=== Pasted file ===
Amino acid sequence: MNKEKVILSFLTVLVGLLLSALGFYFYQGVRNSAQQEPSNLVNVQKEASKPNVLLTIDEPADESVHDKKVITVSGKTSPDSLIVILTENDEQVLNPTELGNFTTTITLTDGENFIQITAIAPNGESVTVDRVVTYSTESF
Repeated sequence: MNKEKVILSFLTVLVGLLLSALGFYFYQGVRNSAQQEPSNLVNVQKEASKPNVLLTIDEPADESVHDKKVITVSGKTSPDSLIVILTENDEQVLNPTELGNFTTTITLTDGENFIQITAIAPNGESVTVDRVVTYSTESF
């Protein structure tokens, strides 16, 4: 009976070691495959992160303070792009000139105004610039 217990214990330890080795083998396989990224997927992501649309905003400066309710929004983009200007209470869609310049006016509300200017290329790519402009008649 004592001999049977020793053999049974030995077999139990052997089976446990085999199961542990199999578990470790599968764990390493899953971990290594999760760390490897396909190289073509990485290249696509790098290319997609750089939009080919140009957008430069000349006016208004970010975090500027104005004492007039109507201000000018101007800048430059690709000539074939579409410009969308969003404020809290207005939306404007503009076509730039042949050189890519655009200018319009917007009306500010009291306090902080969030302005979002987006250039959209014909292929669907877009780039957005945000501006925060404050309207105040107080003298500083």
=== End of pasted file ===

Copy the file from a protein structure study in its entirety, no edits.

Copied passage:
Amino acid sequence: MNKEKVILSFLTVLVGLLLSALGFYFYQGVRNSAQQEPSNLVNVQKEASKPNVLLTIDEPADESVHDKKVITVSGKTSPDSLIVILTENDEQVLNPTELGNFTTTITLTDGENFIQITAIAPNGESVTVDRVVTYSTESF
Repeated sequence: MNKEKVILSFLTVLVGLLLSALGFYFYQGVRNSAQQEPSNLVNVQKEASKPNVLLTIDEPADESVHDKKVITVSGKTSPDSLIVILTENDEQVLNPTELGNFTTTITLTDGENFIQITAIAPNGESVTVDRVVTYSTESF
């Protein structure tokens, strides 16, 4: 009976070691495959992160303070792009000139105004610039 217990214990330890080795083998396989990224997927992501649309905003400066309710929004983009200007209470869609310049006016509300200017290329790519402009008649 004592001999049977020793053999049974030995077999139990052997089976446990085999199961542990199999578990470790599968764990390493899953971990290594999760760390490897396909190289073509990485290249696509790098290319997609750089939009080919140009957008430069000349006016208004970010975090500027104005004492007039109507201000000018101007800048430059690709000539074939579409410009969308969003404020809290207005939306404007503009076509730039042949050189890519655009200018319009917007009306500010009291306090902080969030302005979002987006250039959209014909292929669907877009780039957005945000501006925060404050309207105040107080003298500083």